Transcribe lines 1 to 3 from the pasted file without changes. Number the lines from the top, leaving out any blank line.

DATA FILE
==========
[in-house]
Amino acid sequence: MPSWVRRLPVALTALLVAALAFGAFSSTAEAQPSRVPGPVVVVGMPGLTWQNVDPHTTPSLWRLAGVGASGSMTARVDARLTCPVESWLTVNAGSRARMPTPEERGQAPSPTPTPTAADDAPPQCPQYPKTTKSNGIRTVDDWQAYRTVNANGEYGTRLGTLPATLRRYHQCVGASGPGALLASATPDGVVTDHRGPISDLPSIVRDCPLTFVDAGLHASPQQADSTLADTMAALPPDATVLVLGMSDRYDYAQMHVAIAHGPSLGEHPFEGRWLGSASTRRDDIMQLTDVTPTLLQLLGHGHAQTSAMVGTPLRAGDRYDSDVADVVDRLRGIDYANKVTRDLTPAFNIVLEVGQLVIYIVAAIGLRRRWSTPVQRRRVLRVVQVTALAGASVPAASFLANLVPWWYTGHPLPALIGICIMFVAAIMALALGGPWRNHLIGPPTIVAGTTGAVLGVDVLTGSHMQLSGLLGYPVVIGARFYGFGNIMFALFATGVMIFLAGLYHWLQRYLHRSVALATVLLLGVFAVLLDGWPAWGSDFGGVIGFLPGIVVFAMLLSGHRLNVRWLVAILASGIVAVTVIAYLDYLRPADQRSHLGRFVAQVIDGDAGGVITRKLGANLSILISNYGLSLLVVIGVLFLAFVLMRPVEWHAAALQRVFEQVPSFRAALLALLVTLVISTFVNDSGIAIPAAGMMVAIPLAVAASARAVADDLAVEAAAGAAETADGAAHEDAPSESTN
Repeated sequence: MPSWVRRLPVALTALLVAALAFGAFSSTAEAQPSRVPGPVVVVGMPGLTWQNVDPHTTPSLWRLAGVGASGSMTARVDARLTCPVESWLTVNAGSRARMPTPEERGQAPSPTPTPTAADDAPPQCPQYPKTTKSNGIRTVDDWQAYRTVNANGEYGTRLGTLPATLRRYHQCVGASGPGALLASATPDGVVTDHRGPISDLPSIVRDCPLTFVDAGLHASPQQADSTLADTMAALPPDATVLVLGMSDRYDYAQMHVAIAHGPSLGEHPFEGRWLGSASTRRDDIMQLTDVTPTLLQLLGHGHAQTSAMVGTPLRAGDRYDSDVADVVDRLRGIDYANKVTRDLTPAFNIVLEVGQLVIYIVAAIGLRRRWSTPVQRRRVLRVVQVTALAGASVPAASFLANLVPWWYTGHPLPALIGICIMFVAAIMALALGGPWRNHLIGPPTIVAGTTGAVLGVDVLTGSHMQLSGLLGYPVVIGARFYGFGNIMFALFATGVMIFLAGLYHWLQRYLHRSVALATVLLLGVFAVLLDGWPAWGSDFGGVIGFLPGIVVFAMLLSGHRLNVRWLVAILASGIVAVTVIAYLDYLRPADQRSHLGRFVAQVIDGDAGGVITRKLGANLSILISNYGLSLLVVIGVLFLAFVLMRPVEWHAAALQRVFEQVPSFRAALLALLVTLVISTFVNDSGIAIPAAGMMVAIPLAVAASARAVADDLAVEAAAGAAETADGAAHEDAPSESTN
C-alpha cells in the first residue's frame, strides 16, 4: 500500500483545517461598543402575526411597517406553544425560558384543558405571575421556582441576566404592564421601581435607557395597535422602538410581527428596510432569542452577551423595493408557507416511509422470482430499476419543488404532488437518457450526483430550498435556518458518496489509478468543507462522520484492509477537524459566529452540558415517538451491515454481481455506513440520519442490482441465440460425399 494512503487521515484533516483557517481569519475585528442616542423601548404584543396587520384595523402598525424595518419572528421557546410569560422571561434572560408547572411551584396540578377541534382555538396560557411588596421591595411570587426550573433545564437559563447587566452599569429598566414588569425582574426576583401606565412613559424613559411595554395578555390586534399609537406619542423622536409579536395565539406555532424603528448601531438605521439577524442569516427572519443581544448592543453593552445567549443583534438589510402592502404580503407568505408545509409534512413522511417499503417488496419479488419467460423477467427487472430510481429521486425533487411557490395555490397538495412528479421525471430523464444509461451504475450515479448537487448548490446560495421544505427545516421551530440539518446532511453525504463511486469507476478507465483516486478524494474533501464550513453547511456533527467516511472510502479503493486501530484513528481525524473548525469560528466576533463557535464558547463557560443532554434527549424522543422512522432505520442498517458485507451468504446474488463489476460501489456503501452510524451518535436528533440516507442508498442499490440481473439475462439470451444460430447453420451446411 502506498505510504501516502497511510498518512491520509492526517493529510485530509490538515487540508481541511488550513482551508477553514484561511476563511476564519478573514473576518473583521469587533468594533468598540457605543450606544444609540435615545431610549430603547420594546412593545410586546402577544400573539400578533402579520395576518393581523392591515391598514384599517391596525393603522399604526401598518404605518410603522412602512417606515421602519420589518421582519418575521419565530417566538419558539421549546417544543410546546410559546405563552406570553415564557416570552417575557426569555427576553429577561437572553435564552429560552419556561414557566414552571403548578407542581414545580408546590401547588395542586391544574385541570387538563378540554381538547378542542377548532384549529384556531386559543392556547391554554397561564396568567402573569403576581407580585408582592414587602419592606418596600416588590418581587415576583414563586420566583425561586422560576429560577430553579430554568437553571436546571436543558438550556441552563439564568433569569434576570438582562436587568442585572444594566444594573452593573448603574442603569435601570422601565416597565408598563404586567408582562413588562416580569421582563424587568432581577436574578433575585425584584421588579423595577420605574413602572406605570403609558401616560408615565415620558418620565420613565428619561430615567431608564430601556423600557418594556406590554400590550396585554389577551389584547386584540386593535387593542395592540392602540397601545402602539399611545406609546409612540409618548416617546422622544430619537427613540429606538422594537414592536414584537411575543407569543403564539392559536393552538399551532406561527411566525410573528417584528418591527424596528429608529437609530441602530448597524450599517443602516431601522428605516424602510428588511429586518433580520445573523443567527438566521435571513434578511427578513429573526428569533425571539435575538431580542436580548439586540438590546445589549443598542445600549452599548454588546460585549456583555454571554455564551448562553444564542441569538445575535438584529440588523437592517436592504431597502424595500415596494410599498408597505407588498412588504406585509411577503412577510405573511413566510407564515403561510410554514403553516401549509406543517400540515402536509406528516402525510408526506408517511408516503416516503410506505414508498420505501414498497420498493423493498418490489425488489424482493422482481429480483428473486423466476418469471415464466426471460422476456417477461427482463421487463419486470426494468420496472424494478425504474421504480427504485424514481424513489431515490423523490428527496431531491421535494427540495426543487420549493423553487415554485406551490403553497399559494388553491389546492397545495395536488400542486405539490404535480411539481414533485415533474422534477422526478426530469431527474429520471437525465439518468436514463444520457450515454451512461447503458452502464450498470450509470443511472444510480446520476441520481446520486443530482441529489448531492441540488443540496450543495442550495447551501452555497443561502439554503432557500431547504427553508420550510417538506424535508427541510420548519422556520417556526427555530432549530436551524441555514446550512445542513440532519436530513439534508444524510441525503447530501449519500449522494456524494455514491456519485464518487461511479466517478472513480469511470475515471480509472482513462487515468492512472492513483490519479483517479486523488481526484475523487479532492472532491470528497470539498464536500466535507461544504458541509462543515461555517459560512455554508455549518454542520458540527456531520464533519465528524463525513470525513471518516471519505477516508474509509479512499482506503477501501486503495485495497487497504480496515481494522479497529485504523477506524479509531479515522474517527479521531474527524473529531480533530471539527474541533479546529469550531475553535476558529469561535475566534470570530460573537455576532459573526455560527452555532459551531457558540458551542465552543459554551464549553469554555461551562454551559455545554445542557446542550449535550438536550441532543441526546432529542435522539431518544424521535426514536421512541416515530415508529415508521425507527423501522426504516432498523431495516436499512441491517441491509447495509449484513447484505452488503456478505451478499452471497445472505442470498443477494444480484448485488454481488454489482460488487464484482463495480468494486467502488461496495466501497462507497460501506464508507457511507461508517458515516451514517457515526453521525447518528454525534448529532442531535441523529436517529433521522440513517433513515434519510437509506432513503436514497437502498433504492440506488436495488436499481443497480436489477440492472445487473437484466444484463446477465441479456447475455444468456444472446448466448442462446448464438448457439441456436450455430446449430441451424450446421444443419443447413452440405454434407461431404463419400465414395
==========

[in-house]
Amino acid sequence: MPSWVRRLPVALTALLVAALAFGAFSSTAEAQPSRVPGPVVVVGMPGLTWQNVDPHTTPSLWRLAGVGASGSMTARVDARLTCPVESWLTVNAGSRARMPTPEERGQAPSPTPTPTAADDAPPQCPQYPKTTKSNGIRTVDDWQAYRTVNANGEYGTRLGTLPATLRRYHQCVGASGPGALLASATPDGVVTDHRGPISDLPSIVRDCPLTFVDAGLHASPQQADSTLADTMAALPPDATVLVLGMSDRYDYAQMHVAIAHGPSLGEHPFEGRWLGSASTRRDDIMQLTDVTPTLLQLLGHGHAQTSAMVGTPLRAGDRYDSDVADVVDRLRGIDYANKVTRDLTPAFNIVLEVGQLVIYIVAAIGLRRRWSTPVQRRRVLRVVQVTALAGASVPAASFLANLVPWWYTGHPLPALIGICIMFVAAIMALALGGPWRNHLIGPPTIVAGTTGAVLGVDVLTGSHMQLSGLLGYPVVIGARFYGFGNIMFALFATGVMIFLAGLYHWLQRYLHRSVALATVLLLGVFAVLLDGWPAWGSDFGGVIGFLPGIVVFAMLLSGHRLNVRWLVAILASGIVAVTVIAYLDYLRPADQRSHLGRFVAQVIDGDAGGVITRKLGANLSILISNYGLSLLVVIGVLFLAFVLMRPVEWHAAALQRVFEQVPSFRAALLALLVTLVISTFVNDSGIAIPAAGMMVAIPLAVAASARAVADDLAVEAAAGAAETADGAAHEDAPSESTN
Repeated sequence: MPSWVRRLPVALTALLVAALAFGAFSSTAEAQPSRVPGPVVVVGMPGLTWQNVDPHTTPSLWRLAGVGASGSMTARVDARLTCPVESWLTVNAGSRARMPTPEERGQAPSPTPTPTAADDAPPQCPQYPKTTKSNGIRTVDDWQAYRTVNANGEYGTRLGTLPATLRRYHQCVGASGPGALLASATPDGVVTDHRGPISDLPSIVRDCPLTFVDAGLHASPQQADSTLADTMAALPPDATVLVLGMSDRYDYAQMHVAIAHGPSLGEHPFEGRWLGSASTRRDDIMQLTDVTPTLLQLLGHGHAQTSAMVGTPLRAGDRYDSDVADVVDRLRGIDYANKVTRDLTPAFNIVLEVGQLVIYIVAAIGLRRRWSTPVQRRRVLRVVQVTALAGASVPAASFLANLVPWWYTGHPLPALIGICIMFVAAIMALALGGPWRNHLIGPPTIVAGTTGAVLGVDVLTGSHMQLSGLLGYPVVIGARFYGFGNIMFALFATGVMIFLAGLYHWLQRYLHRSVALATVLLLGVFAVLLDGWPAWGSDFGGVIGFLPGIVVFAMLLSGHRLNVRWLVAILASGIVAVTVIAYLDYLRPADQRSHLGRFVAQVIDGDAGGVITRKLGANLSILISNYGLSLLVVIGVLFLAFVLMRPVEWHAAALQRVFEQVPSFRAALLALLVTLVISTFVNDSGIAIPAAGMMVAIPLAVAASARAVADDLAVEAAAGAAETADGAAHEDAPSESTN